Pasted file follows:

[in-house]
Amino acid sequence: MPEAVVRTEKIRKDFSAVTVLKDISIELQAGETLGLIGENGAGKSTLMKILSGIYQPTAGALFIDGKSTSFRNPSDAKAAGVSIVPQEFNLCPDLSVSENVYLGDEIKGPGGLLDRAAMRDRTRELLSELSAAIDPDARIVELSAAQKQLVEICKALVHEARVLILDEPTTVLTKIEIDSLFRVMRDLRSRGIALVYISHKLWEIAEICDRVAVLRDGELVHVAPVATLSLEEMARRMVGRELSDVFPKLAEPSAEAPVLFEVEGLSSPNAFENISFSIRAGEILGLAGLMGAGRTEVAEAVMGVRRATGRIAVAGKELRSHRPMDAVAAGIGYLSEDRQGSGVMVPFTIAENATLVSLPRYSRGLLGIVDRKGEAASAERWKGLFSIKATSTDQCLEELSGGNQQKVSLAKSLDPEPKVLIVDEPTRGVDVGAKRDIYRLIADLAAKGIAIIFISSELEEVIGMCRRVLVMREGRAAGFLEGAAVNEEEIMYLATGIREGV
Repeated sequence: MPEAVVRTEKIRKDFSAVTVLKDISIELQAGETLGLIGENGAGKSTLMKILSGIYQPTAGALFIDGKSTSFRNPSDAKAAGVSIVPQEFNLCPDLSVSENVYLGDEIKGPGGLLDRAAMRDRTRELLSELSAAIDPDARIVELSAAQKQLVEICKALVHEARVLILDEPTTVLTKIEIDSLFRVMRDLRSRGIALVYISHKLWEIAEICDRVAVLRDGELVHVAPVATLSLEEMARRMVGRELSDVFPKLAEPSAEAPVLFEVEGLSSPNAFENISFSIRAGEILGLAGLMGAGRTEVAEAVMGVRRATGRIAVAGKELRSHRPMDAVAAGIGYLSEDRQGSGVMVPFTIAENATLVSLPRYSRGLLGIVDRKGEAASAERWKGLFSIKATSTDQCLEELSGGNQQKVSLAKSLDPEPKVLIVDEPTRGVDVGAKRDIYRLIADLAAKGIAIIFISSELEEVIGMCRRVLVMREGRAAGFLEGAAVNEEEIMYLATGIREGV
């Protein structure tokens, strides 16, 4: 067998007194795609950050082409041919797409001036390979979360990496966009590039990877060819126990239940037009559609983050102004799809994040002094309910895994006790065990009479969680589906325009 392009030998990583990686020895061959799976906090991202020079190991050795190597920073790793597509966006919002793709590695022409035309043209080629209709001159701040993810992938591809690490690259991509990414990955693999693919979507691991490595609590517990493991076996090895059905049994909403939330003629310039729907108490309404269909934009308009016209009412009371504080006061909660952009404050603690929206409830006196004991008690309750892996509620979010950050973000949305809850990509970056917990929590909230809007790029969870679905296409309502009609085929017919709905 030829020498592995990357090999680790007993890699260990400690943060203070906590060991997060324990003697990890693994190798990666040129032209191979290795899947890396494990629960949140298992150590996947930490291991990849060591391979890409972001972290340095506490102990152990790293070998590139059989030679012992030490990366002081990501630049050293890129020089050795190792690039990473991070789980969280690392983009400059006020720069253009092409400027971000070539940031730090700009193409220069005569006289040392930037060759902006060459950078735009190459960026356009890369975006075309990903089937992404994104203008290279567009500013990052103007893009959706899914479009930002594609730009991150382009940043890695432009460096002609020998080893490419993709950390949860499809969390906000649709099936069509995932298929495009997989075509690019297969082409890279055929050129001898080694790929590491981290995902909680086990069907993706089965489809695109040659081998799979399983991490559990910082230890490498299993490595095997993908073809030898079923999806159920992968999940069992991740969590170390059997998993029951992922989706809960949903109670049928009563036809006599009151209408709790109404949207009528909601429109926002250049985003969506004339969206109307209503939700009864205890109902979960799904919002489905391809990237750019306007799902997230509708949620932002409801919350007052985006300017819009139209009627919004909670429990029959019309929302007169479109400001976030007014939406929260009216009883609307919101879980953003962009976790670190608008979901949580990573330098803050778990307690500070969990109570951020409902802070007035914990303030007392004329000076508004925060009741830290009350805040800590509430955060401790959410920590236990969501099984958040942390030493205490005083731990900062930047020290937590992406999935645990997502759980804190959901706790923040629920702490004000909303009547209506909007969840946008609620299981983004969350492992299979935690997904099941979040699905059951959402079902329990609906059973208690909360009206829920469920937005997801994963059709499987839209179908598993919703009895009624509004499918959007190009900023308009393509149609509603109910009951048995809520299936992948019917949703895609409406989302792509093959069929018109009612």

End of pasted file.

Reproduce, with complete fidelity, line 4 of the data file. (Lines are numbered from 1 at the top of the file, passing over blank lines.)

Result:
């Protein structure tokens, strides 16, 4: 067998007194795609950050082409041919797409001036390979979360990496966009590039990877060819126990239940037009559609983050102004799809994040002094309910895994006790065990009479969680589906325009 392009030998990583990686020895061959799976906090991202020079190991050795190597920073790793597509966006919002793709590695022409035309043209080629209709001159701040993810992938591809690490690259991509990414990955693999693919979507691991490595609590517990493991076996090895059905049994909403939330003629310039729907108490309404269909934009308009016209009412009371504080006061909660952009404050603690929206409830006196004991008690309750892996509620979010950050973000949305809850990509970056917990929590909230809007790029969870679905296409309502009609085929017919709905 030829020498592995990357090999680790007993890699260990400690943060203070906590060991997060324990003697990890693994190798990666040129032209191979290795899947890396494990629960949140298992150590996947930490291991990849060591391979890409972001972290340095506490102990152990790293070998590139059989030679012992030490990366002081990501630049050293890129020089050795190792690039990473991070789980969280690392983009400059006020720069253009092409400027971000070539940031730090700009193409220069005569006289040392930037060759902006060459950078735009190459960026356009890369975006075309990903089937992404994104203008290279567009500013990052103007893009959706899914479009930002594609730009991150382009940043890695432009460096002609020998080893490419993709950390949860499809969390906000649709099936069509995932298929495009997989075509690019297969082409890279055929050129001898080694790929590491981290995902909680086990069907993706089965489809695109040659081998799979399983991490559990910082230890490498299993490595095997993908073809030898079923999806159920992968999940069992991740969590170390059997998993029951992922989706809960949903109670049928009563036809006599009151209408709790109404949207009528909601429109926002250049985003969506004339969206109307209503939700009864205890109902979960799904919002489905391809990237750019306007799902997230509708949620932002409801919350007052985006300017819009139209009627919004909670429990029959019309929302007169479109400001976030007014939406929260009216009883609307919101879980953003962009976790670190608008979901949580990573330098803050778990307690500070969990109570951020409902802070007035914990303030007392004329000076508004925060009741830290009350805040800590509430955060401790959410920590236990969501099984958040942390030493205490005083731990900062930047020290937590992406999935645990997502759980804190959901706790923040629920702490004000909303009547209506909007969840946008609620299981983004969350492992299979935690997904099941979040699905059951959402079902329990609906059973208690909360009206829920469920937005997801994963059709499987839209179908598993919703009895009624509004499918959007190009900023308009393509149609509603109910009951048995809520299936992948019917949703895609409406989302792509093959069929018109009612």